Tuesday, October 2

Flip Flops

Off brand
I guess I feel the need to make a cultural statement.  I don't like flip flops, particularly on men, particularly when not at the beach, particularly after (way after) Labor Day.

I just don't like the look, and it's not because I don't like feet.  To me it looks sloppy and lazy and dirty.  With a pair of jeans, it just looks like you didn't care.  How about a nice pair of shoes?

Now some may say that this is part of their brand, and far be it from me to argue that point.  If you are at the beach and you are a "surfer dude," then I wouldn't argue with you.  But sitting in Manhattan at a bar on a Fall day doesn't cut it in my book.  That's not on brand at all, it's off culture and way out of style.

Just my two cents.  Put some care into your look, because that is your brand.
On brand
What's your experience?  Jim.

Jim Joseph
President, Cohn & Wolfe NA
Author, The Experience Effect series
Marketing Professor, NYU

PS - Coming next year, the next book in The Experience Effect series all about personal branding.  No flip flops allowed!


  1. How do you feel about mandals, Jim?

  2. Mandals are ok - it's the flip flop that just belongs at the beach. :)

  3. I think some people choose their convenience more than their self branding (how they look like in public). So they choose flip flaps even though a pair of shoes seem to fit with their denims. If some people prefer to choose their belongings(this case, shoes) according to functional(rational) benefits more than emotional benefits, should Marketer consider about functional benefits deeply? Or should they forget about these people (because they are not a target consumer)? Kyoko

  4. Emma Tupay - In this case I look at men wearing sandals in some of these fall days them fighting the change of seasons. I am in general not a fan (other than the beach) of men wearing flip flops. My many friends, men and women, say they push the issue due to the fact they do not want to admit it is fall and they want to extend the warm weather. I don't know how that interacts with brand, but this is my frame of reference to this issue.

  5. I'm not a fun of men wearing flip flops, neither on the beach or in the city. I think that some men do not notice that they are a "brand" and they just put on whatever they find. Also, that they haven't find, yet, a brand that engaged them emotionally and rationally.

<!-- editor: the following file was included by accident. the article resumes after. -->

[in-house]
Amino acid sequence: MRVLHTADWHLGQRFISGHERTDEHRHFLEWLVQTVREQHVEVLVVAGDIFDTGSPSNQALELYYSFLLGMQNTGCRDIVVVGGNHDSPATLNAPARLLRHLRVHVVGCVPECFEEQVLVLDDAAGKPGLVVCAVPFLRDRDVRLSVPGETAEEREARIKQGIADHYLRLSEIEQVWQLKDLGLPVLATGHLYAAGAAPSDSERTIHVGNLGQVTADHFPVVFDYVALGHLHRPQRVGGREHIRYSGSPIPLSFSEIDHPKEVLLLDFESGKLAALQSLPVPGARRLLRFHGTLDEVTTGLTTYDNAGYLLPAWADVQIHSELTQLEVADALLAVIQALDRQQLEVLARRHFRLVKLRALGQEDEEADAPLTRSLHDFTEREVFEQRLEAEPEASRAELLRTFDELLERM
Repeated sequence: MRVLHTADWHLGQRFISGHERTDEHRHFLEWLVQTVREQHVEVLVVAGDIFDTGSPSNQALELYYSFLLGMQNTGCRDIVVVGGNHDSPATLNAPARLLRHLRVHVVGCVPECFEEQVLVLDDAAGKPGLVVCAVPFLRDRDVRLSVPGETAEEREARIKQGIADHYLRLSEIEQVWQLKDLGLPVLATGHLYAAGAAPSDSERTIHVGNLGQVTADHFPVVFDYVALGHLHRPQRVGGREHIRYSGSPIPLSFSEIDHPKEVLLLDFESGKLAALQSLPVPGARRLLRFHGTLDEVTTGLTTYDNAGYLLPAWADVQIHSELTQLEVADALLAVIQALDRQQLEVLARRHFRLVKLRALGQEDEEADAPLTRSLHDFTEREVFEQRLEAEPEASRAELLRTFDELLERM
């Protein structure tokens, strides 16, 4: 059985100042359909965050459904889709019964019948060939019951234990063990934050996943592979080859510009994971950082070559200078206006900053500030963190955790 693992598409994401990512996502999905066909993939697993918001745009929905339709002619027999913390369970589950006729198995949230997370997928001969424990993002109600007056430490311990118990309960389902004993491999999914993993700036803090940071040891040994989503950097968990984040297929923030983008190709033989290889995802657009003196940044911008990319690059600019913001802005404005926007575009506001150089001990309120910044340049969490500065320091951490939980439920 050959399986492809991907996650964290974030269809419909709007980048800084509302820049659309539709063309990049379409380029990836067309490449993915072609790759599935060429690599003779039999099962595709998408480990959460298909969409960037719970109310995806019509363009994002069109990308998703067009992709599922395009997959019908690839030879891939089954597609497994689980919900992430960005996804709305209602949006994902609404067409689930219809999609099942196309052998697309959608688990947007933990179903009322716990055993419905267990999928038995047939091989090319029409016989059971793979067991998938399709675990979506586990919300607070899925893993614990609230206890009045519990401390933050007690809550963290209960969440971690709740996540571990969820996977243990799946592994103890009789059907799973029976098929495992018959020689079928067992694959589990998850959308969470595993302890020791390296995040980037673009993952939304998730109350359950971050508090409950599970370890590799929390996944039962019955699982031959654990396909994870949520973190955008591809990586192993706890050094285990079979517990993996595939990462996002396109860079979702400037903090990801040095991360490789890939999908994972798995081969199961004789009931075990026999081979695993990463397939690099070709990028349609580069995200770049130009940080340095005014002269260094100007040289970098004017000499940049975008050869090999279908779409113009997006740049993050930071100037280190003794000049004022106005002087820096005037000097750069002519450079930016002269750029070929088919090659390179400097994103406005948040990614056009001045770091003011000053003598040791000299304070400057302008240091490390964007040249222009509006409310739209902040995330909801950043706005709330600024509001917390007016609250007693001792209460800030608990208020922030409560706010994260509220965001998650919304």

Jasmine Galeotti

  6. As you, I am not fan of guys wearing flip-flops in the city, but I think it is only our perception and this is what marketing is all about. For me something is interesting that people, as brands, have an image and they have to take care of it. Maybe for a group of people could be good what we are doing but for others could not, and it does not mean that things are right or wrong (which makes it more difficult).

  7. I hate to get technical, but I have to say it depends on the flip flop, or "changlas", as I call them. Maybe I spent too much time in San Diego, where a nice set of flip flops go with jeans just about anywhere, without sand in sight. Also a popular choice in humid climates (at least in VA in the spring-fall).

    At the same time, anything can look great when done right, or not so great if done wrong. Example, what's with $150+ jeans that look like somebody broke them in for you, matched with awkward socks and over the ankle boots shoes (often oddly paired with a blazer as if to "class it up a bit")? If done right, you're a fashion week favorite, VIP at Limelight; if done wrong, Jim will have you in the next Blogspot :) For the record: A properly matched leather loafer, lace up, or even Chucks with well fitted jeans, matching belt and nice, casual, blazer is a favorable combo.

  8. True enough ... if they are appropriate and "on brand" for personal style then I can let it go! Jim.